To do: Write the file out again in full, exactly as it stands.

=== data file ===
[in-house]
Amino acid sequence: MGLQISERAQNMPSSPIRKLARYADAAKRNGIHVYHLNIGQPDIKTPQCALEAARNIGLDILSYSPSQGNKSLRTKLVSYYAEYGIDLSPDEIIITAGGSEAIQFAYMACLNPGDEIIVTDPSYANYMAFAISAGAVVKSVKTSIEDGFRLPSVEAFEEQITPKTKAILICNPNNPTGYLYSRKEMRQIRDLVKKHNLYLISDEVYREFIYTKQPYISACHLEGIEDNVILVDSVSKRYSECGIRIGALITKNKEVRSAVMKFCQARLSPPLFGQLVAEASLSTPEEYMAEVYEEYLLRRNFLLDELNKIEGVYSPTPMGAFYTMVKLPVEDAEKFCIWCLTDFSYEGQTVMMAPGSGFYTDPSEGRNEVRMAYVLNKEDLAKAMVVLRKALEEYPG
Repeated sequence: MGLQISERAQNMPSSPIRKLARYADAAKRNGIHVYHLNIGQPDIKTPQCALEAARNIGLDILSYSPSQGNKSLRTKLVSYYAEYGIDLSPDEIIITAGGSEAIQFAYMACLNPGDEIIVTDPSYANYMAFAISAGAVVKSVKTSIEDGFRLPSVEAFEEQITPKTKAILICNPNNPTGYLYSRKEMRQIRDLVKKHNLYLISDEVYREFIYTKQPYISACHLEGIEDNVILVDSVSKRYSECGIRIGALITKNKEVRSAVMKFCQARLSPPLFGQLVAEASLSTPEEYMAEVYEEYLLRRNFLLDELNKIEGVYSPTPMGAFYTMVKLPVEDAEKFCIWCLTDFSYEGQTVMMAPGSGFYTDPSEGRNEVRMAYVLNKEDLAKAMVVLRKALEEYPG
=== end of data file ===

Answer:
[in-house]
Amino acid sequence: MGLQISERAQNMPSSPIRKLARYADAAKRNGIHVYHLNIGQPDIKTPQCALEAARNIGLDILSYSPSQGNKSLRTKLVSYYAEYGIDLSPDEIIITAGGSEAIQFAYMACLNPGDEIIVTDPSYANYMAFAISAGAVVKSVKTSIEDGFRLPSVEAFEEQITPKTKAILICNPNNPTGYLYSRKEMRQIRDLVKKHNLYLISDEVYREFIYTKQPYISACHLEGIEDNVILVDSVSKRYSECGIRIGALITKNKEVRSAVMKFCQARLSPPLFGQLVAEASLSTPEEYMAEVYEEYLLRRNFLLDELNKIEGVYSPTPMGAFYTMVKLPVEDAEKFCIWCLTDFSYEGQTVMMAPGSGFYTDPSEGRNEVRMAYVLNKEDLAKAMVVLRKALEEYPG
Repeated sequence: MGLQISERAQNMPSSPIRKLARYADAAKRNGIHVYHLNIGQPDIKTPQCALEAARNIGLDILSYSPSQGNKSLRTKLVSYYAEYGIDLSPDEIIITAGGSEAIQFAYMACLNPGDEIIVTDPSYANYMAFAISAGAVVKSVKTSIEDGFRLPSVEAFEEQITPKTKAILICNPNNPTGYLYSRKEMRQIRDLVKKHNLYLISDEVYREFIYTKQPYISACHLEGIEDNVILVDSVSKRYSECGIRIGALITKNKEVRSAVMKFCQARLSPPLFGQLVAEASLSTPEEYMAEVYEEYLLRRNFLLDELNKIEGVYSPTPMGAFYTMVKLPVEDAEKFCIWCLTDFSYEGQTVMMAPGSGFYTDPSEGRNEVRMAYVLNKEDLAKAMVVLRKALEEYPG